Module 2: Investment Basics | Blog 2-3: Investor Protection by David S. Krause

In Lesson 2-3, you learned about the regulation of the U.S. financial markets – and about the misdeeds of Bernie Madoff and other characters that broke various securities laws. The crimes of The Galleon Group, previously one of the largest hedge funds in the world, were also briefly presented. This firm closed in October 2009 amid a well-publicized 2009 insider trading scandal.

steven Cohen source abc news 2.3

Steven Cohen (source: ABC News)

There is another insider trading scandal that involves SAC Capital Advisors – a $14 billion New York based hedge fund founded by Steven A. Cohen, one of the 50 richest persons in the world. In 2010, the Securities and Exchange Commission (SEC) opened an investigation into questionable trading at SAC and in 2013 the firm was indicted for insider trading. In 2014, former employees of SAC pleaded guilty and will begin serving prison terms for insider trading violations.

Several key employees were charged with using inside information to make millions of dollars in profits for SAC Capital. In what officials are calling the largest-ever settlement of an insider trading action, SAC agreed to pay securities regulators over $600 million to resolve a civil lawsuit related to improper trading at the fund.

Cohen used to woo potential high-wealth and institutional investors to his hedge fund by stating in SAC’s internal marketing materials that they gave investors an “edge.” That four-letter word, used 14 times in the insider-trading indictment of his hedge fund, came back to haunt him and others within the firm. In the indictment filed in 2013, U.S. government prosecutors alleged that Cohen and his top SAC managers sought to hire traders and analysts who had the ability to deliver any kind of “edge” over the market.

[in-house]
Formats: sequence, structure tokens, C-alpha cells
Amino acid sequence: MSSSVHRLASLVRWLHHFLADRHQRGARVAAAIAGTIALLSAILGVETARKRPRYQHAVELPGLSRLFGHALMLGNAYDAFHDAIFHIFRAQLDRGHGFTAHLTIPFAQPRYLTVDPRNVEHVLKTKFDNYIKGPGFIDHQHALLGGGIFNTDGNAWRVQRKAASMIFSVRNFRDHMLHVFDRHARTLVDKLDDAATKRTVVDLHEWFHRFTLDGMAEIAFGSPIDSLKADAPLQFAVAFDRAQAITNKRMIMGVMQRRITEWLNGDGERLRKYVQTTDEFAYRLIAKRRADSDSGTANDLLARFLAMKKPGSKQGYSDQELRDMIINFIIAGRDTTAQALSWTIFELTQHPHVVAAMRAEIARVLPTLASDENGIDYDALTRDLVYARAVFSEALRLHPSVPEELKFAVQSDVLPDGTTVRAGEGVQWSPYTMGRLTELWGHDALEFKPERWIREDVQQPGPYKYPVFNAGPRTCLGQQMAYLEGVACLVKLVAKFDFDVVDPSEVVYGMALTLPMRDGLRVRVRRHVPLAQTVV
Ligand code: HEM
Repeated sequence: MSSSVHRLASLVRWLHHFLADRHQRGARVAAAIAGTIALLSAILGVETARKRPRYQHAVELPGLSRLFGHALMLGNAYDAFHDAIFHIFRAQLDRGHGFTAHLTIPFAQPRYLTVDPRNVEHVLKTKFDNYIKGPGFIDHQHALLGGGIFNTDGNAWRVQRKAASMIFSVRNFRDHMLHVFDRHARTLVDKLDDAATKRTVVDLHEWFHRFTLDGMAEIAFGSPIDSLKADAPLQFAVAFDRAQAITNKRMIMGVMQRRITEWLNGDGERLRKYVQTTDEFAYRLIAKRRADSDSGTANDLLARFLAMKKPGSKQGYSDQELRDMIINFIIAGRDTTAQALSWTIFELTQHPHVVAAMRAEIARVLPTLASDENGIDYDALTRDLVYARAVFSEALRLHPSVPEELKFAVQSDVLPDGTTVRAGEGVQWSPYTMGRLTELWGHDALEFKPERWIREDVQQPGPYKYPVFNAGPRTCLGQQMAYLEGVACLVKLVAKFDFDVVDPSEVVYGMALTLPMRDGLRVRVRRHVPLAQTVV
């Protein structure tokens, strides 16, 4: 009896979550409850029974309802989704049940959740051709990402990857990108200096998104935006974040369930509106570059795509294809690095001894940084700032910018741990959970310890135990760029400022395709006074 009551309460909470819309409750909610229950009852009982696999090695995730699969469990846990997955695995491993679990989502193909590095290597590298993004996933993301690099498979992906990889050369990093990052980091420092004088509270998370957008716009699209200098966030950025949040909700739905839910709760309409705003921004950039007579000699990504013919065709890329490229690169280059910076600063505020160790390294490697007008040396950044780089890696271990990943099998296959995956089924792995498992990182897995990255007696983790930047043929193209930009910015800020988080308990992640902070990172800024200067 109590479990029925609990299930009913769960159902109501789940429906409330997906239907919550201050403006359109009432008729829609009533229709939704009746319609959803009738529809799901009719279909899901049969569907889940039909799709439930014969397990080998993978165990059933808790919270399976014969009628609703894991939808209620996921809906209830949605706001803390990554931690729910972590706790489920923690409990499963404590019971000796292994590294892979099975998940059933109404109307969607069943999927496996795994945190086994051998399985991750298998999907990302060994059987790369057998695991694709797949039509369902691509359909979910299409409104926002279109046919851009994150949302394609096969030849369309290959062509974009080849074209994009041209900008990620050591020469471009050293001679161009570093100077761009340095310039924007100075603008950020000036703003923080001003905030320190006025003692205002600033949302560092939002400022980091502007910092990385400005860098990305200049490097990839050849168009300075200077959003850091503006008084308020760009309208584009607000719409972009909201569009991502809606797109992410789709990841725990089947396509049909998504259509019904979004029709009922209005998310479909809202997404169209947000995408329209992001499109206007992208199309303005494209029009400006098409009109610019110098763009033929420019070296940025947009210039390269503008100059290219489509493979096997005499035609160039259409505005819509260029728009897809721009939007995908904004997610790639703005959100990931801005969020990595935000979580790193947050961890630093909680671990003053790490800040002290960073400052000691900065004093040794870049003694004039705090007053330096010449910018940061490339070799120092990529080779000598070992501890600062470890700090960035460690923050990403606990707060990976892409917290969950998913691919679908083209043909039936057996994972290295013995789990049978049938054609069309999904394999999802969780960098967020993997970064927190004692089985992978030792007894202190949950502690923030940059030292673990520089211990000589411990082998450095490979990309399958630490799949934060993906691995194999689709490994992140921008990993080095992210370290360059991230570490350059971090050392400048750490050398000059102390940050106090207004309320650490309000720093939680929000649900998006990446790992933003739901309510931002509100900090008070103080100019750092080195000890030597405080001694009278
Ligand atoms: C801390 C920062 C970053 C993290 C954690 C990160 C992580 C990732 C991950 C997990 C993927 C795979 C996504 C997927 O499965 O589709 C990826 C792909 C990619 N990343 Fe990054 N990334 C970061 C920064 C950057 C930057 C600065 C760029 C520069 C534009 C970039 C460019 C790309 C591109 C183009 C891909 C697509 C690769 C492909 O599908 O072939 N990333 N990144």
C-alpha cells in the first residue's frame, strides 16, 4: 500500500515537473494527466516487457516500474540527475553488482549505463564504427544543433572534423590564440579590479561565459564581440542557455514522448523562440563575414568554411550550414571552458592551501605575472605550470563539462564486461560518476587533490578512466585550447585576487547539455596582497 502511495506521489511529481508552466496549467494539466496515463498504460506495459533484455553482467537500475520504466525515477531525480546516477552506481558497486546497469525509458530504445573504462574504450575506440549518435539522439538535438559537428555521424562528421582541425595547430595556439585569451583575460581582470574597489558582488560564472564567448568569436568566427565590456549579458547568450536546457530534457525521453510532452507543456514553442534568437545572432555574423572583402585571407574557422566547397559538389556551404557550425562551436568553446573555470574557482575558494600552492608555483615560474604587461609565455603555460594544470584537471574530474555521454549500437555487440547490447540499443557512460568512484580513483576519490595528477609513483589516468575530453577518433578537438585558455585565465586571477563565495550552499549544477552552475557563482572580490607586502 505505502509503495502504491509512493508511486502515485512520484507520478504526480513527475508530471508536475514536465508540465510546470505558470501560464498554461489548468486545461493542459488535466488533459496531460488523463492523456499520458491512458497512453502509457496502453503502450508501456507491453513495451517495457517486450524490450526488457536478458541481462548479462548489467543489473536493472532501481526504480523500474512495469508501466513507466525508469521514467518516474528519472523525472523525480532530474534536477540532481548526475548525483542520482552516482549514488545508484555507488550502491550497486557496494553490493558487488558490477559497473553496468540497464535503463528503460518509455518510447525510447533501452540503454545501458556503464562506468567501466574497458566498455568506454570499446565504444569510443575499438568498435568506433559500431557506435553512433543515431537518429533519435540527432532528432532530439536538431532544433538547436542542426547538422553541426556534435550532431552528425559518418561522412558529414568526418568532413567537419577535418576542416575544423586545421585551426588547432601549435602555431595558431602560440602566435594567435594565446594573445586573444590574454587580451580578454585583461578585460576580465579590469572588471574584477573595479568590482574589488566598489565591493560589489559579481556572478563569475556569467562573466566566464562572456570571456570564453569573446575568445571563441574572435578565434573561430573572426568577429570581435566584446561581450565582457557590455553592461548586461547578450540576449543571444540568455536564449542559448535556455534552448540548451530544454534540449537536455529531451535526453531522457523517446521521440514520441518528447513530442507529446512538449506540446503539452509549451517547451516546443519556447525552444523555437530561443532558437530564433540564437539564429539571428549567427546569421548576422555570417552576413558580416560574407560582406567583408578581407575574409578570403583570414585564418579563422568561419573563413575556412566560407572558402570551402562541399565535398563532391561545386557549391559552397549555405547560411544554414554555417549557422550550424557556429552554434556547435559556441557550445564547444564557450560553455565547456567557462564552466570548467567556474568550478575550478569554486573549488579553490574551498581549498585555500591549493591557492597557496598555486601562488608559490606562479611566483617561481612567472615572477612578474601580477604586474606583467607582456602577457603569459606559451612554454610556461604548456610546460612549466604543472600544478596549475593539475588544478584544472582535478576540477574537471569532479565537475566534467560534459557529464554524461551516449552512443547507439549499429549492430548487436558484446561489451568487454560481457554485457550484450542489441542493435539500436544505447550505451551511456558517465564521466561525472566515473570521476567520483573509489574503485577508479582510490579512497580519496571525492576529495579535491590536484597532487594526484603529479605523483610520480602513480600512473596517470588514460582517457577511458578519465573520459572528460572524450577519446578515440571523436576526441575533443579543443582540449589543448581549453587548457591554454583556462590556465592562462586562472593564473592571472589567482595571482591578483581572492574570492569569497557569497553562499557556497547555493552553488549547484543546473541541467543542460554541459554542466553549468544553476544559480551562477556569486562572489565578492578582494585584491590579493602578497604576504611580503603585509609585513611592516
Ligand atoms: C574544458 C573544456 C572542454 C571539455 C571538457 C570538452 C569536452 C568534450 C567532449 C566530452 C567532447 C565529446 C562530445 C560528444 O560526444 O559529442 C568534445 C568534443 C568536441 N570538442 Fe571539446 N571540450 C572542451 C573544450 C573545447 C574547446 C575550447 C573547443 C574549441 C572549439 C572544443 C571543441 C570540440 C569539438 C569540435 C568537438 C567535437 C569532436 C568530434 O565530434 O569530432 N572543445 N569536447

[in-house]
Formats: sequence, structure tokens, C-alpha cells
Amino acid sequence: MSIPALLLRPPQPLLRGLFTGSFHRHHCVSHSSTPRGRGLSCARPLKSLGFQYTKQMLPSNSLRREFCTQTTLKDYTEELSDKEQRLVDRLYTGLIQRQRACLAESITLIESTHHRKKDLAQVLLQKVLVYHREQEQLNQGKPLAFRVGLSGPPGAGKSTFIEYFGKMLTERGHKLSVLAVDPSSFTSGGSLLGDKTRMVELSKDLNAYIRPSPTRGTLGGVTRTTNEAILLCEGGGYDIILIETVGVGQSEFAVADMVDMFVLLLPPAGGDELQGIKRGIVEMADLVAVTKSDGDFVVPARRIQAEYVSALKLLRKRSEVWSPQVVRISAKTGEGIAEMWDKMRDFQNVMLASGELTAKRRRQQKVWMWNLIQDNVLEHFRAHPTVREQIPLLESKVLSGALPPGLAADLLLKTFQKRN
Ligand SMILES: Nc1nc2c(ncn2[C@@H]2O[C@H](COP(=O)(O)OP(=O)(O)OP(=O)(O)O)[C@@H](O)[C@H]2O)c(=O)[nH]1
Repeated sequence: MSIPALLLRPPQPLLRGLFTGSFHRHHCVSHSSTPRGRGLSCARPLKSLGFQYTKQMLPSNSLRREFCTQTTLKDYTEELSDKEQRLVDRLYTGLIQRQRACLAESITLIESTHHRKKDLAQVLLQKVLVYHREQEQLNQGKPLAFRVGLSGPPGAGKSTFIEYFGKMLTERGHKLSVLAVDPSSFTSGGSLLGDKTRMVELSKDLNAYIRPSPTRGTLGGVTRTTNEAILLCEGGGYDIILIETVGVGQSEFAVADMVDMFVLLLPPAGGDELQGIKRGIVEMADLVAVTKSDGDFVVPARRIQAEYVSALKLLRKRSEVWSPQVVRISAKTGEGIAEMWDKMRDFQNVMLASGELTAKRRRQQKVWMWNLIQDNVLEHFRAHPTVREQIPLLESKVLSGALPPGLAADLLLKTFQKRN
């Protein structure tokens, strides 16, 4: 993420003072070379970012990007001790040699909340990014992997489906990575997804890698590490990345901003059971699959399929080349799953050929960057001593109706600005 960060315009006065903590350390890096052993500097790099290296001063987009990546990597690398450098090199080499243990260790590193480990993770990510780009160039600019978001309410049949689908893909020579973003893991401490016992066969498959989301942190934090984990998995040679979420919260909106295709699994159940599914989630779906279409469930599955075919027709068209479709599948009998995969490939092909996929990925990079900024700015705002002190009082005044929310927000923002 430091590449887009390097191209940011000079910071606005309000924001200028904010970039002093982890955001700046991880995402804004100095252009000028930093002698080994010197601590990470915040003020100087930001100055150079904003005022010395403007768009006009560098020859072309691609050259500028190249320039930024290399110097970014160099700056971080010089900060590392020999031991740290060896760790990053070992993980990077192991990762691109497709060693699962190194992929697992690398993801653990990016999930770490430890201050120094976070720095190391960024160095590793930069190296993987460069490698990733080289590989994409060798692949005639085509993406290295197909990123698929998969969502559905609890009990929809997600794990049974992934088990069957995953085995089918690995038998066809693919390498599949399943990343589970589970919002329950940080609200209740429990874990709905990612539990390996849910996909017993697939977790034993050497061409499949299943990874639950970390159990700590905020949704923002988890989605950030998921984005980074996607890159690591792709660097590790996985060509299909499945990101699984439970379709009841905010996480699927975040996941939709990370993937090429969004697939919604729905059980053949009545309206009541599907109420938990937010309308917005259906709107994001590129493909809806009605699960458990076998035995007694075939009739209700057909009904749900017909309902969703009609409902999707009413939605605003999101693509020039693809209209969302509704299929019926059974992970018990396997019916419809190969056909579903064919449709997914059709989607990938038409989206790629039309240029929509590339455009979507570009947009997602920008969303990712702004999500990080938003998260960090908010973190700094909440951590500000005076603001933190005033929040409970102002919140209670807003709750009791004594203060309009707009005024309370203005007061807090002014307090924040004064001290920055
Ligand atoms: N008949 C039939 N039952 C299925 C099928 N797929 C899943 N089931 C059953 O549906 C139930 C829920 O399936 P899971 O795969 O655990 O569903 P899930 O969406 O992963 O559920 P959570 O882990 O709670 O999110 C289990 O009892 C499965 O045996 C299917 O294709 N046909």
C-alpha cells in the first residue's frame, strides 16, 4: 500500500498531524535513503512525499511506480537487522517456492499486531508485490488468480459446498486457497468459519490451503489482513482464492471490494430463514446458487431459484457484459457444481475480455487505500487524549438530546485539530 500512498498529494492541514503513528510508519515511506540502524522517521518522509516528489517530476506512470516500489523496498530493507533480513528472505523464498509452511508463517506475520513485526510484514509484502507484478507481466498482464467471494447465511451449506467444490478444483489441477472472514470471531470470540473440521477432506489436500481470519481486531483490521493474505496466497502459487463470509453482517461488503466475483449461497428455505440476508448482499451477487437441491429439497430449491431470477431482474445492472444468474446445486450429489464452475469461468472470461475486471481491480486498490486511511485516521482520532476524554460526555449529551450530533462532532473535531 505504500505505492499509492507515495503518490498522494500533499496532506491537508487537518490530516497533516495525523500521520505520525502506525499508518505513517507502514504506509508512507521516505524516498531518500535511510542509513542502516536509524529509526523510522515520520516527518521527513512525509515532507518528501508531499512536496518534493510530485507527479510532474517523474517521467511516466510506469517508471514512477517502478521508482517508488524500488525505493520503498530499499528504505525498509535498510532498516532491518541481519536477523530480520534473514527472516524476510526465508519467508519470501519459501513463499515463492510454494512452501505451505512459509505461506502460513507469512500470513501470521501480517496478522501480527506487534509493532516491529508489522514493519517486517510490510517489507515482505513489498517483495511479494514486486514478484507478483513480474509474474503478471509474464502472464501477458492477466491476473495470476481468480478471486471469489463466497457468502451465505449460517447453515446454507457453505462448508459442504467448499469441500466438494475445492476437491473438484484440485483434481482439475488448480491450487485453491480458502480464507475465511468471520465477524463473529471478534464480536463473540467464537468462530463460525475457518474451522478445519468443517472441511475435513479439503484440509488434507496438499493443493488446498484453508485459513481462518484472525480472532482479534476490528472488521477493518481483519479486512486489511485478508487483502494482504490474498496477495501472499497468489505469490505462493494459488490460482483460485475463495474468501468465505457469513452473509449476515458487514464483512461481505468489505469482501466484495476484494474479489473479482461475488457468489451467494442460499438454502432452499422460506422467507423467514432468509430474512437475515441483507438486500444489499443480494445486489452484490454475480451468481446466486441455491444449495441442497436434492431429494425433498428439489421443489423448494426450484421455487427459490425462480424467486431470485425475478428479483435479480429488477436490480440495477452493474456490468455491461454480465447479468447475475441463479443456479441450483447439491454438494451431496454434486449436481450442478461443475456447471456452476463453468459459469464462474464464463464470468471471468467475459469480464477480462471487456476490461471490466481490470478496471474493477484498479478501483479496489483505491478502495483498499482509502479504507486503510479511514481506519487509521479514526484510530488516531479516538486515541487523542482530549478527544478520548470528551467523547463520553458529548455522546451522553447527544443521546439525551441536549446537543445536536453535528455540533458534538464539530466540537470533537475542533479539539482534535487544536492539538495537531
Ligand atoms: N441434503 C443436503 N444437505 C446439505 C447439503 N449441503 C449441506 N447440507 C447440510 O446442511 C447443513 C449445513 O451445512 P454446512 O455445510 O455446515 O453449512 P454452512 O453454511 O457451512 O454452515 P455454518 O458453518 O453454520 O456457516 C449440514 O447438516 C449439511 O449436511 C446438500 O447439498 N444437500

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Prep Walk (source: Cleveland Leader)

Employees at SAC were accused of using tips from a doctor who had access to information on key, non-public drug trials to recommend SAC sell their stake in two drug companies, helping the hedge fund make a profit of $276 million. It’s the biggest insider trading case in U.S. history.

Does the relentless pursuit of an information ‘edge’ by hedge funds foster a business culture that pushes the boundaries of legitimate research into the area of the misuse of inside information? How far should government go to ensure there is a ‘level playing field’ in the area of securities research? These are questions that need to be addressed; however, it does appear that the current leadership at the SEC is committed to rooting out illegal trading activity within the hedge fund industry.


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